It’s a plot line repeated in the midst of almost every political movement. First comes the buildup, then the big victory, and then the backlash. The final step in that procession is now underway, with major media turning, almost in unison, against legal weed.

New York Times columnist, Maureen Dowd
New York Times columnist, Maureen Dowd

Within the last few weeks, The New York Times ran an ominous, pessimistic assessment that declared Colorado a hotbed of lawlessness and regret over legalization – all empirical evidence to the contrary.

Times columnist Maureen Dowd then laid bare the details of her pot high from hell, suggesting legal weed is out of control. She later insisted she still supports legalization.

Colorado Deaths Fuel the Marijuana Backlash

And amid it all, the media continues to beat the drums over two Colorado deaths linked to edible marijuana. Never mind that the state has already enacted new regulations to prevent such incidents in the future.

“Denver, capital city of the first state to legalize recreational pot, is an important experiment in the limits of cultural tolerance. Five months into that experiment, there are troubling signs,” declared the Arizona Republic, the largest newspaper in a state that adopted medical marijuana in 2010.

The animosity toward legalization is perhaps greatest in the conservative states that surround Colorado, where residents voted to end marijuana prohibition in 2012. They were joined by voters in Washington State.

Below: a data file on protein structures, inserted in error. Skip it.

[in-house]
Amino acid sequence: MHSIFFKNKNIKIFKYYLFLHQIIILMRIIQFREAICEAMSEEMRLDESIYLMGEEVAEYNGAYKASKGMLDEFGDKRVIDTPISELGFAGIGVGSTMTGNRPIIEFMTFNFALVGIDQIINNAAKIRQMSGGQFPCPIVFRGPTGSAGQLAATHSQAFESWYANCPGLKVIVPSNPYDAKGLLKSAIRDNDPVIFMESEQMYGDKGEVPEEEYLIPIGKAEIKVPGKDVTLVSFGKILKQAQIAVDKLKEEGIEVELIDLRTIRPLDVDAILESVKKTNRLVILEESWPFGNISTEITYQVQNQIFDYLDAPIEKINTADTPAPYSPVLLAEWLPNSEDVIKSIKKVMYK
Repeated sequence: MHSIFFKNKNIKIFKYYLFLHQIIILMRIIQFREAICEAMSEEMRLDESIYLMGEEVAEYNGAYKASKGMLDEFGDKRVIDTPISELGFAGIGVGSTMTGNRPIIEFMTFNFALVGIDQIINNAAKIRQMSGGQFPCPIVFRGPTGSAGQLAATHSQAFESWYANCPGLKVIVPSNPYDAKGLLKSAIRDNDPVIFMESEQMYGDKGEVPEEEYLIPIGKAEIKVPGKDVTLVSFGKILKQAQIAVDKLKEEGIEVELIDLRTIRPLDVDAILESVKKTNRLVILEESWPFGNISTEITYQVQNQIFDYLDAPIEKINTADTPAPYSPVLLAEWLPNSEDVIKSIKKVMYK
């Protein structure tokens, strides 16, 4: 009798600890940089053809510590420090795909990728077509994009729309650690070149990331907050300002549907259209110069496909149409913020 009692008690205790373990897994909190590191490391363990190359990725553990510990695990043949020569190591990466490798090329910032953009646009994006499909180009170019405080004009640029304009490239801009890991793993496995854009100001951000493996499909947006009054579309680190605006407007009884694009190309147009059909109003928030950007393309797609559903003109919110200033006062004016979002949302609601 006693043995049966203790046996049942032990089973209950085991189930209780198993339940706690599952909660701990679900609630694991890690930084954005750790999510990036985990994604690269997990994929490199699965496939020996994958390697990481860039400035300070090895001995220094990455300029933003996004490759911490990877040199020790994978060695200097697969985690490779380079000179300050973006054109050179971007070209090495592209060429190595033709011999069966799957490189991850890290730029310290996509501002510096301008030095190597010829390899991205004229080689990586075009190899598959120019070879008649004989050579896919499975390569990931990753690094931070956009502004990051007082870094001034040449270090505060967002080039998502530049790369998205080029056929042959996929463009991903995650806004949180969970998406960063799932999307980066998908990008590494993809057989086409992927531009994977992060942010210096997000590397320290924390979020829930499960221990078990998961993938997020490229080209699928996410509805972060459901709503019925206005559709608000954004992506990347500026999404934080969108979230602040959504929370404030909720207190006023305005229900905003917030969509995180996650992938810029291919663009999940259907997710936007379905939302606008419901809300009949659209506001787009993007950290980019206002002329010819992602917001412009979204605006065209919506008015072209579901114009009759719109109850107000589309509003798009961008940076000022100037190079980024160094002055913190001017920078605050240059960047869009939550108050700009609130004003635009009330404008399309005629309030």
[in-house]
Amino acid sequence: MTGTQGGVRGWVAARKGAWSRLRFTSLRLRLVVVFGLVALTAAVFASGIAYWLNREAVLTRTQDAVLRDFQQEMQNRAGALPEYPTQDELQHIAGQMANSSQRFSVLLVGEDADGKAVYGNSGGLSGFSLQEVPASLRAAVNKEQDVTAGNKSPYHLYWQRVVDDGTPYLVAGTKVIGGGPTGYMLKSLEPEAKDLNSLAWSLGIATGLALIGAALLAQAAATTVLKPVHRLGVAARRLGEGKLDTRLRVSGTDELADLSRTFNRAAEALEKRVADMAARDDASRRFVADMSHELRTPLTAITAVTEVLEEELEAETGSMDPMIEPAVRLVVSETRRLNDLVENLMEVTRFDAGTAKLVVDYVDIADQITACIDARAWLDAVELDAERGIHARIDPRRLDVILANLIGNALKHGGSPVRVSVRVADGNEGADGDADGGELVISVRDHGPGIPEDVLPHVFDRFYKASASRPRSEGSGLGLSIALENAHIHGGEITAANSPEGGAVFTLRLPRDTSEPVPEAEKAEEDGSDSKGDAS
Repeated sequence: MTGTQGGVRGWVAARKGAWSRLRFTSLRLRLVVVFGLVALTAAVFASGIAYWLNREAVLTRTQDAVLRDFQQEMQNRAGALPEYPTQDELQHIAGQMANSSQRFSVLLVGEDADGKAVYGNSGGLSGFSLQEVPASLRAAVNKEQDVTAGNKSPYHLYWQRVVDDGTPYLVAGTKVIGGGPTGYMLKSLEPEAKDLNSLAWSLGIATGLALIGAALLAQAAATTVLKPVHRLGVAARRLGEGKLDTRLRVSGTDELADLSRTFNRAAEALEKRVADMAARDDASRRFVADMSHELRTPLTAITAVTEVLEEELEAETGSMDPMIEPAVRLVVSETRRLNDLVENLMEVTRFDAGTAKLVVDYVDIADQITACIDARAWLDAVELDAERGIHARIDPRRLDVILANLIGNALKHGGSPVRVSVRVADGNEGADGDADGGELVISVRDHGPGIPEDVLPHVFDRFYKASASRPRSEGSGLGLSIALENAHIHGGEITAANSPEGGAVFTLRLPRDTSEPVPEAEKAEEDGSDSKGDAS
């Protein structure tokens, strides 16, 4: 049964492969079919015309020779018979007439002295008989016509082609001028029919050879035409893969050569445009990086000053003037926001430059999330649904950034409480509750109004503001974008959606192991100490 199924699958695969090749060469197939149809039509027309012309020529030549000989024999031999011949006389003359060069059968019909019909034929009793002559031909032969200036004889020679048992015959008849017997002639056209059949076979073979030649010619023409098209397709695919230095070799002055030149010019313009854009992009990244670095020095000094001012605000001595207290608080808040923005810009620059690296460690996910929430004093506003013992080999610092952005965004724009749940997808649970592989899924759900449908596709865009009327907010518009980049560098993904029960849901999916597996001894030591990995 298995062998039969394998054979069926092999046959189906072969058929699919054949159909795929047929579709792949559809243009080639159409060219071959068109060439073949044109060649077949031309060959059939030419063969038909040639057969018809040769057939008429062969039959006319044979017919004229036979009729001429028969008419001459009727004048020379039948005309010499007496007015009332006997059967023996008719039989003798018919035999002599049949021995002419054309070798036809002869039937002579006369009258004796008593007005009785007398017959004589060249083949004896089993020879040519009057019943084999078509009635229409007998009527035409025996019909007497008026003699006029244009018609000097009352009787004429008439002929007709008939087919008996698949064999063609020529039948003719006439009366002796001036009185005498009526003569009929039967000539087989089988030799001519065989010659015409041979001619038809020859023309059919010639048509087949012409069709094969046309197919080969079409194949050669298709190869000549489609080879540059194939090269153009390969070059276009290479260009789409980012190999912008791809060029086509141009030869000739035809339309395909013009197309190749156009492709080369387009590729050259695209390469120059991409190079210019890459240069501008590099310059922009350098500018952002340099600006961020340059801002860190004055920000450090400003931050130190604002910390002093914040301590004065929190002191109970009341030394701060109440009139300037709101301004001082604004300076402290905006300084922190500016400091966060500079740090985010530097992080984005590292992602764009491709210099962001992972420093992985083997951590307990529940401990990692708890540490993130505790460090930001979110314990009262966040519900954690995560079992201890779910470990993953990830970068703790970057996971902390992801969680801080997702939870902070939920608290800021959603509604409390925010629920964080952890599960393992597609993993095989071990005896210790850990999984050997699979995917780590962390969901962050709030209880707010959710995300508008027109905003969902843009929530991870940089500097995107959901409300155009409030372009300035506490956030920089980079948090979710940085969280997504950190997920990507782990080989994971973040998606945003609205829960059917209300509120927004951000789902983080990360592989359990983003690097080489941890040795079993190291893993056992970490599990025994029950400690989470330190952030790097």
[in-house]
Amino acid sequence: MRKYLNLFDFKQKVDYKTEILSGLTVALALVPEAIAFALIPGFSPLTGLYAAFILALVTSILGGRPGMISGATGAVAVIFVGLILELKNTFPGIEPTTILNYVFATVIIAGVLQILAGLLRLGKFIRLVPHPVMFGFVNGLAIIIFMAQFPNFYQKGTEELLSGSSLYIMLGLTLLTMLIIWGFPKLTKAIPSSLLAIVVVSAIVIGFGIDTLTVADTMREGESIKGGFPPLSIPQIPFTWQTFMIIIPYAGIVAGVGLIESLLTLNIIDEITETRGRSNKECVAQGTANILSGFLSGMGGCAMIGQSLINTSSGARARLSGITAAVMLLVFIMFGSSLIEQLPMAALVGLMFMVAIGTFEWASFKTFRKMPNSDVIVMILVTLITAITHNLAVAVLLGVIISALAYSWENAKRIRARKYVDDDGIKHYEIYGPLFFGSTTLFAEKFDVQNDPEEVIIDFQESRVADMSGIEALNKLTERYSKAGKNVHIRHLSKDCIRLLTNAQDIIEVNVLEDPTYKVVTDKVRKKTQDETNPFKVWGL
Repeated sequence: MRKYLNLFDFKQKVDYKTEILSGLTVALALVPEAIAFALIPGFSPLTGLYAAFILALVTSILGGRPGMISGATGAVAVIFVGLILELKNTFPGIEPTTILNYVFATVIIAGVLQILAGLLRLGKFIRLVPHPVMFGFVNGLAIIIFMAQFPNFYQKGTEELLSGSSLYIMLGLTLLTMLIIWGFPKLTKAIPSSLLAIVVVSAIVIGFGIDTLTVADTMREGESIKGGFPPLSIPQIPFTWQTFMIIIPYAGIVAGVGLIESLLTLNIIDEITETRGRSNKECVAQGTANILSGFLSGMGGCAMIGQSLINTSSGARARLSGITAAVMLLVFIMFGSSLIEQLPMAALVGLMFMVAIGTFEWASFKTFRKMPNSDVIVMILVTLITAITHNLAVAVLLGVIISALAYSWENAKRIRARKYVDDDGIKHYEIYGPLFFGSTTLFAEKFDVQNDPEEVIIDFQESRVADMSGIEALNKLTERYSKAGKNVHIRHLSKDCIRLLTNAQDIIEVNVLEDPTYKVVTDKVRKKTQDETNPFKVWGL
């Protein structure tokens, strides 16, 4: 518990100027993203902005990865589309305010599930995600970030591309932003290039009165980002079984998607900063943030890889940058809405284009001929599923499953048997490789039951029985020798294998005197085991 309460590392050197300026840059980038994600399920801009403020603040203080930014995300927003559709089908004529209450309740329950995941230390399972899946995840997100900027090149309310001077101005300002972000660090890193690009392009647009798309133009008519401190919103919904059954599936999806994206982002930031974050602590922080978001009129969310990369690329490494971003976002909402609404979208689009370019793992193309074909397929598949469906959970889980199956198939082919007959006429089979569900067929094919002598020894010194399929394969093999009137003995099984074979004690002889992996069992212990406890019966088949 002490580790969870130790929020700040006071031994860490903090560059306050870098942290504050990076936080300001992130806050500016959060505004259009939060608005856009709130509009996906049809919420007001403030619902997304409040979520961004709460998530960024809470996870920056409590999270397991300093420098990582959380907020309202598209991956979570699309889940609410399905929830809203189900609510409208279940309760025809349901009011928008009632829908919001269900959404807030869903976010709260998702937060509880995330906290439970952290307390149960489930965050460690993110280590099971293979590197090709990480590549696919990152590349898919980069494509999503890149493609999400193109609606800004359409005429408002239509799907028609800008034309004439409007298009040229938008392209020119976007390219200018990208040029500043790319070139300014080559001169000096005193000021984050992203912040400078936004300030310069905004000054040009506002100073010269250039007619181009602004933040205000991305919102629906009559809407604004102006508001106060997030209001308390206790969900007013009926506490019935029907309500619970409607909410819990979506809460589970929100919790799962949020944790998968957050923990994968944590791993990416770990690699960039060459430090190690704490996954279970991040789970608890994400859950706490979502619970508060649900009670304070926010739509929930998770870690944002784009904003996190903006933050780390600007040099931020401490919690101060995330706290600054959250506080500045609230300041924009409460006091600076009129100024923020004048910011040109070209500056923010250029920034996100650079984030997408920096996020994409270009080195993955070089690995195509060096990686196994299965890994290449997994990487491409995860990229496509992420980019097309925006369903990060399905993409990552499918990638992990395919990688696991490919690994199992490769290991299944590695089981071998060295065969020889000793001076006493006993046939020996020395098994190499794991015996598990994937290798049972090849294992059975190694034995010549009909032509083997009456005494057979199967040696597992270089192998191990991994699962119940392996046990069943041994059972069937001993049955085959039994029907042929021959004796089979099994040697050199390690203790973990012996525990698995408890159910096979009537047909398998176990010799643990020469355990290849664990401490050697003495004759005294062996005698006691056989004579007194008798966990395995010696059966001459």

Police in some states that neighbor Colorado have complained that their communities are awash in weed, though statewide statistics on drug seizures don’t back up their claims.

Cops Take Advantage of Weed Backlash

The negativity isn’t just coming from the American West, though. In Washington, D.C., where House members recently passed a landmark bill protecting medical marijuana, the head of the DEA has dug her heels in, making it clear she won’t carry out cannabis-related reforms without a fight, even under orders from the president.

She and others like her generally have the backing of rank and file law enforcement, especially drug warriors. This matters, since police groups in some places have the political power to stop weed reform in its tracks.

Head of DEA, Michele Leonhart
Head of DEA, Michele Leonhart

There has been a long, slow backlash against legal pot on the local level as well. Court rulings in California have made it possible for hundreds of communities to ban MMJ dispensaries, while many local governments in Washington State are trying to do the same.

Cannabis Movement Continues Despite Backlash

Still, there are no signs the backlash is likely to make much of a dent in the marijuana movement. In addition to Colorado and Washington, 21 states allow medical cannabis, though the drug remains entirely illegal under federal law. The vote by the House signaled that change may be coming at the federal level.

And more states continue to adopt MMJ. Minnesota did so in May, and voters in Florida are expected to approve a medical marijuana initiative in November. What’s more, in the same election, Alaska and Oregon will both vote on full legalization.

Unless voters there have second thoughts after recent events, it’s considered a good bet both states will go legal. Other states are likely to follow them in coming years.

And with a few exceptions, most of the people complaining about weed now opposed it from the start. So it’s not clear the current backlash has changed very many minds, however much of the media have jumped on board.


Please enter your comment!
Please enter your name here